Supply shortages have been blamed for new car registrations falling to the lowest level since 1992.
Around 1.61 million new cars were registered in 2022, according to preliminary data released by the Society of Motor Manufacturers and Traders (SMMT).
That is down 2 per cent compared with the 1.65 million registered during the previous 12 months and a quarter below pre-coronavirus levels.
The SMMT said the decline was due to manufacturers being unable to meet the demand for new cars due to global supply chain issues such as semiconductor shortages, driven by coronavirus lockdowns in China.
The UK has reclaimed its position as Europe’s second-largest new car market behind Germany after being overtaken by France in recent years.
Battery electric new cars took a market share of around 17 per cent in 2022, surpassing diesel for the first time to become the second most popular powertrain after petrol.
Some 23 per cent of all new cars registered were plug-in vehicles, which includes pure electrics and plug-in hybrids.
Although that was a record high, it represents a smaller year on year rise compared with the previous 12 months.
The market share for plug-in vehicles rose from 10.7 per cent in 2020 to 18.6 per cent in 2021.
December saw battery electrics claim their largest-ever monthly market share of 33 per cent, driven by a large number of Tesla cars being delivered.
The overall new car market recorded its fifth consecutive month of year on year growth in December, and the SMMT anticipates that new car registrations will increase by around 15 per cent this year.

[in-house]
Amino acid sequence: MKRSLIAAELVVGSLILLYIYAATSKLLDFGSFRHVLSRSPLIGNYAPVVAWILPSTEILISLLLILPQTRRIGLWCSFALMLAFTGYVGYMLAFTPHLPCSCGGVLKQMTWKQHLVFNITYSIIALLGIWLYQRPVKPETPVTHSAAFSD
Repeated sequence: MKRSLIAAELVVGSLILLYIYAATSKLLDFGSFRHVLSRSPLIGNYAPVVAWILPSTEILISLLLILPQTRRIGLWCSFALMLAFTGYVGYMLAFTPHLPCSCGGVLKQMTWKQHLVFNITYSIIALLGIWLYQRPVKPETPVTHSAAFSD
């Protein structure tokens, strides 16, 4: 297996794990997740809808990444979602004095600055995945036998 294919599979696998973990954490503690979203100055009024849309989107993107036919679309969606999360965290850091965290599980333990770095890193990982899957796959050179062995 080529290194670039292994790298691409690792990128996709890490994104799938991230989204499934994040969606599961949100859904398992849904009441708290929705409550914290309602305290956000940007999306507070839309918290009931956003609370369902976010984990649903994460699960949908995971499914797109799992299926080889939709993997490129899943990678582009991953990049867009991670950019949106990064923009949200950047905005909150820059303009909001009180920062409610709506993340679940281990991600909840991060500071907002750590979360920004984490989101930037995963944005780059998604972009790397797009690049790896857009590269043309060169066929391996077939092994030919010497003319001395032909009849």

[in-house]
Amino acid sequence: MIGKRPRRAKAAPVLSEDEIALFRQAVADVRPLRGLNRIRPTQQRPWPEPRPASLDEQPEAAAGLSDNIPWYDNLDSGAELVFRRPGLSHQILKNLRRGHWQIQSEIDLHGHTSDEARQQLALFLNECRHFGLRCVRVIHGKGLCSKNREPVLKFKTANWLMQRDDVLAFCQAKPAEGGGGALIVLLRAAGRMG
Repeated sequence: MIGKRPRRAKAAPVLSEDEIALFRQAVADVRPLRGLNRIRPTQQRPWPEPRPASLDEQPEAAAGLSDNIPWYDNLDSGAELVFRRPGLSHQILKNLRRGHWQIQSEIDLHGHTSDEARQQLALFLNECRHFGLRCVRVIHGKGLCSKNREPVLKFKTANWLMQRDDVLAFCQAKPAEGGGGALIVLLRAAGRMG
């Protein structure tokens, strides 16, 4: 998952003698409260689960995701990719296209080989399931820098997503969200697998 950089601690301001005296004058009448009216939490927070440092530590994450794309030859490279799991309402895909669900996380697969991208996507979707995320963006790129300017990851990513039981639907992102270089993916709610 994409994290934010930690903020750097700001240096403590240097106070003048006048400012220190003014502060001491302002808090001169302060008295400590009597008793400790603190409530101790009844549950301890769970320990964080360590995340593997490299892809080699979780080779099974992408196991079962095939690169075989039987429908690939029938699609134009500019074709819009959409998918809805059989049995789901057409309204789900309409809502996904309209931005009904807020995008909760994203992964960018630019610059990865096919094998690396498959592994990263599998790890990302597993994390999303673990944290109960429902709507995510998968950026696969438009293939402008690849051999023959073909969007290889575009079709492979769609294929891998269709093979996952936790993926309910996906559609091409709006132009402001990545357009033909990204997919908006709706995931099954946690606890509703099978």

Mike Hawes, the SMMT chief executive, described 2022 as “a very difficult year” but insisted there are signs that supply problems are “beginning to ease”.
He said: “Manufacturers have really struggled to be able to make the vehicles in sufficient quantities, primarily due to semiconductor shortages but there are other parts shortages behind that as well.
“Lockdowns in China have not helped, high logistics costs, more pressure on raw materials.
“The complexities of global manufacturing have really been brought to bear heavily on the industry this past year.”
He went on: “The automotive market remains adrift of its pre-pandemic performance but could well buck wider economic trends by delivering significant growth in 2023.
“To secure that growth – which is increasingly zero emission growth – government must help all drivers go electric and compel others to invest more rapidly in nationwide charging infrastructure.”
Mr Hawes called for a “significant ratcheting up of investment” in electric car charging.
Sales of new petrol and diesel cars and vans in the UK will be banned from 2030.
The Nissan Qashqai topped the ranking of overall new car registrations in 2022 followed by the Vauxhall Corsa, Tesla Model Y, Ford Puma and Mini.